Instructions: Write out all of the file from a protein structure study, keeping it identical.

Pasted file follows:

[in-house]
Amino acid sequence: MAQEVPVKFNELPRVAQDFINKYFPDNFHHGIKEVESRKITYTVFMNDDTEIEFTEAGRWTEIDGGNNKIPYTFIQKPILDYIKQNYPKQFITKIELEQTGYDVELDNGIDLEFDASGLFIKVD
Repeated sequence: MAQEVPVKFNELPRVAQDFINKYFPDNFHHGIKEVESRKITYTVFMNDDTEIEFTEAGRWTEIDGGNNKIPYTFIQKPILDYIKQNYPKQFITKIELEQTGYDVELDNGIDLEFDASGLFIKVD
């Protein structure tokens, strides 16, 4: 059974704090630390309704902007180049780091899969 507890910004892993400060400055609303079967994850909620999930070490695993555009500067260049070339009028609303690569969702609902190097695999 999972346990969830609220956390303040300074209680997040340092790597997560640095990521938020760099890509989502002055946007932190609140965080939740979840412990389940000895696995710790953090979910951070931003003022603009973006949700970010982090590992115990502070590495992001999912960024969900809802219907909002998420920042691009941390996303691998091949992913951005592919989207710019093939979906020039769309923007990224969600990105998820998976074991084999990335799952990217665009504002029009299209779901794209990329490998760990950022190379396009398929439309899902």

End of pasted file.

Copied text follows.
[in-house]
Amino acid sequence: MAQEVPVKFNELPRVAQDFINKYFPDNFHHGIKEVESRKITYTVFMNDDTEIEFTEAGRWTEIDGGNNKIPYTFIQKPILDYIKQNYPKQFITKIELEQTGYDVELDNGIDLEFDASGLFIKVD
Repeated sequence: MAQEVPVKFNELPRVAQDFINKYFPDNFHHGIKEVESRKITYTVFMNDDTEIEFTEAGRWTEIDGGNNKIPYTFIQKPILDYIKQNYPKQFITKIELEQTGYDVELDNGIDLEFDASGLFIKVD
């Protein structure tokens, strides 16, 4: 059974704090630390309704902007180049780091899969 507890910004892993400060400055609303079967994850909620999930070490695993555009500067260049070339009028609303690569969702609902190097695999 999972346990969830609220956390303040300074209680997040340092790597997560640095990521938020760099890509989502002055946007932190609140965080939740979840412990389940000895696995710790953090979910951070931003003022603009973006949700970010982090590992115990502070590495992001999912960024969900809802219907909002998420920042691009941390996303691998091949992913951005592919989207710019093939979906020039769309923007990224969600990105998820998976074991084999990335799952990217665009504002029009299209779901794209990329490998760990950022190379396009398929439309899902």